The zoo’s first building is a house focusing on temperate species, with 21 large exhibits. (A second building, focusing on tropical species, is under construction.) The smallest of the tanks measures six by six feet, and the largest are more than twenty feet long, with tree trunks, branches, live plants, and large water pools teeming with fish. In the Mediterranean exhibit, an enormous legless lizard nosed around trundling Greek tortoises. In the Madagascan lowland rainforest, sausage-fat diving skinks and suspicious-looking plated lizards came and went from basking areas, peeling off to forage in the underbrush. Even the building’s several rattlesnake species—a family inclined toward stillness—seemed alert and engaged: in the mornings, Flagle said, he’s occasionally seen the enormous eastern diamondbacks in the Florida salt marsh going for leisurely swims, a behavior that the species rarely displays in zoos. 

Encouraging such activity is part of the team’s goal. Rather than simply put exotic species in a box, Reptilandia tries to present all of their animals, including common ones, in spaces that show them to their best advantage. “A million places have map turtles on exhibit,” Flagle said, pointing to the underwater portion of a Georgia forest, where turtles grazed on the algae of submerged logs. “But do they have map turtles in an exhibit that measures, like, twenty feet long to promote natural behavior?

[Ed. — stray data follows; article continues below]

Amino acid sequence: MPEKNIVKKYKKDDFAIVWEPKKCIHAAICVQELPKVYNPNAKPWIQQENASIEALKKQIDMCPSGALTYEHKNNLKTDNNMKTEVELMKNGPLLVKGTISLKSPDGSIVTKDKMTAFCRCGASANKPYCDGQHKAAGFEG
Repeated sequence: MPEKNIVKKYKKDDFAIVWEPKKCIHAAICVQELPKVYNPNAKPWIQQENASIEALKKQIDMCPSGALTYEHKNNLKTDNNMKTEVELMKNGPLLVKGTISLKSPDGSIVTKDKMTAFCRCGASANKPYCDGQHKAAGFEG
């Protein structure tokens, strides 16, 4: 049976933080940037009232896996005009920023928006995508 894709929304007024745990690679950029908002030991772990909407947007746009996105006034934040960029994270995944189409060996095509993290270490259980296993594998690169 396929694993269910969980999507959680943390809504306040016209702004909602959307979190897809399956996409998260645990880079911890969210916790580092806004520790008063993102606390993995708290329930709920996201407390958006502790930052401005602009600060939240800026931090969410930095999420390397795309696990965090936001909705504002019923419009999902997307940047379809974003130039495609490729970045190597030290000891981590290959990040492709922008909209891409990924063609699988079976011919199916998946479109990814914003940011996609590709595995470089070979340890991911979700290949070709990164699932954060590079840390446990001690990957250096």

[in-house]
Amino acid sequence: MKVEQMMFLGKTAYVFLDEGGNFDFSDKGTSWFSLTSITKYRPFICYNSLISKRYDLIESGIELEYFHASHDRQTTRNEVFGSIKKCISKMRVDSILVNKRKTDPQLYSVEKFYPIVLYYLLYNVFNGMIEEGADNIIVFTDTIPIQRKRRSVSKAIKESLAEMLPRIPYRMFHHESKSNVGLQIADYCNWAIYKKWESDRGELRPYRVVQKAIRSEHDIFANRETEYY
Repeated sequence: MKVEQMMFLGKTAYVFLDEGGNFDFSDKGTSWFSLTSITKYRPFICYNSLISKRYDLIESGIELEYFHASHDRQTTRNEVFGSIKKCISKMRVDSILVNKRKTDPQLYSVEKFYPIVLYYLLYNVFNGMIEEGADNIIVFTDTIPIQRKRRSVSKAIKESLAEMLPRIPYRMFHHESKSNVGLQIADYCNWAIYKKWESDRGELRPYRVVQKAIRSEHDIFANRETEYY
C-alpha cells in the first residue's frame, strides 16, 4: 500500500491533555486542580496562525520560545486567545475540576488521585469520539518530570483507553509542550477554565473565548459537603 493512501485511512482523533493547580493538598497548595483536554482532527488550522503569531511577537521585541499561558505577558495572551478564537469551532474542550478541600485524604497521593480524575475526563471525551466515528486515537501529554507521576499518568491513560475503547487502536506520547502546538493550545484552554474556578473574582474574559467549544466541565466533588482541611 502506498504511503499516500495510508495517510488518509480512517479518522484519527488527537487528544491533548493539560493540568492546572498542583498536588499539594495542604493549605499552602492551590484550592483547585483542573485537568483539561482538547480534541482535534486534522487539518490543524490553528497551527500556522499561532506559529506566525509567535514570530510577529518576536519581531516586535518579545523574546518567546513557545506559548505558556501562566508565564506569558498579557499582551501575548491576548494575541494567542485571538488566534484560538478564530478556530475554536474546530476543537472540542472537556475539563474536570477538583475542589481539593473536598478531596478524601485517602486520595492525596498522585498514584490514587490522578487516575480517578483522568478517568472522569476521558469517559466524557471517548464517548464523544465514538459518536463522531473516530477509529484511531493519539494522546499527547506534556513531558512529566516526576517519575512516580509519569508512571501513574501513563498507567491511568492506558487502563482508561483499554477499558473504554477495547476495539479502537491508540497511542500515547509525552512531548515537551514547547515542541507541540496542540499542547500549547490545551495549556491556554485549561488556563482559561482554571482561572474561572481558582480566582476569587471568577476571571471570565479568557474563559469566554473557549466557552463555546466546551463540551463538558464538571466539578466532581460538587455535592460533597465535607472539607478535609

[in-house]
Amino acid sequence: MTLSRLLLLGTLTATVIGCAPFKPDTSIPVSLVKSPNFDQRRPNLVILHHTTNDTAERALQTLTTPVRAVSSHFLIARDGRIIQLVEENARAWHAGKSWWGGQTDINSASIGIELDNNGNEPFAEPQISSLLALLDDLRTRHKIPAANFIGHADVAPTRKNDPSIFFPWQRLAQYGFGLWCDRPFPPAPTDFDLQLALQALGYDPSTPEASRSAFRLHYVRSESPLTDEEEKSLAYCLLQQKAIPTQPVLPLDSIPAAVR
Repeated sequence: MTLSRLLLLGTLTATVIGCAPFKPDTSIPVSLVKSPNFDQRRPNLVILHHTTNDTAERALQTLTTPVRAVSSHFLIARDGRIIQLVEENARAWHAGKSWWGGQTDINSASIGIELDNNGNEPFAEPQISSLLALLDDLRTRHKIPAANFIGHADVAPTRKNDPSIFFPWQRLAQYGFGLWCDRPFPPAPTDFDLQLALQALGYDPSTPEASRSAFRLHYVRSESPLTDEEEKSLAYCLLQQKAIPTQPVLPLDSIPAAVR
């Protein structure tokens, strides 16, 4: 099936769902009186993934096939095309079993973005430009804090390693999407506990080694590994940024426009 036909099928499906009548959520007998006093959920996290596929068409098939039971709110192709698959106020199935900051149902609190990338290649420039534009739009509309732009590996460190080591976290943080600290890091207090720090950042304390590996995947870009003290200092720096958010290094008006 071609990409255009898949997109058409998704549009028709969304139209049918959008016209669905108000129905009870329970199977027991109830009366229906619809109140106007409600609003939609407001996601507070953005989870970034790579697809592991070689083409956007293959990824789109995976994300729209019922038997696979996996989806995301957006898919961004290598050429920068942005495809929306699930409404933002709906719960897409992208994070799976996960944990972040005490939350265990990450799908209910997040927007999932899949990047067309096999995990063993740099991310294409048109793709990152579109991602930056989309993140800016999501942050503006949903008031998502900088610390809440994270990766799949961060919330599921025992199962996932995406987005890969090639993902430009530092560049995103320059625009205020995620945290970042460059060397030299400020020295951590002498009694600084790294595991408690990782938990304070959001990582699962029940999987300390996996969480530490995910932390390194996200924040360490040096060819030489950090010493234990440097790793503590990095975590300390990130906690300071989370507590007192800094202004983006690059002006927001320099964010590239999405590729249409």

It isn’t just the size of the exhibits that promotes naturalistic behavior but also their construction, Dwyer said. Specialized skylights let in UV rays that reptiles require. Live plants and invertebrates live in the dirt and leaf litter of the exhibits, helping decompose animal waste and controlling fungus; in the water, cleaner fish serve the same purpose. “A lot of reptiles live in a world of smell and touch,” Dwyer said. “If something smells and feels rich and woody, they’re gonna be a lot more comfortable.”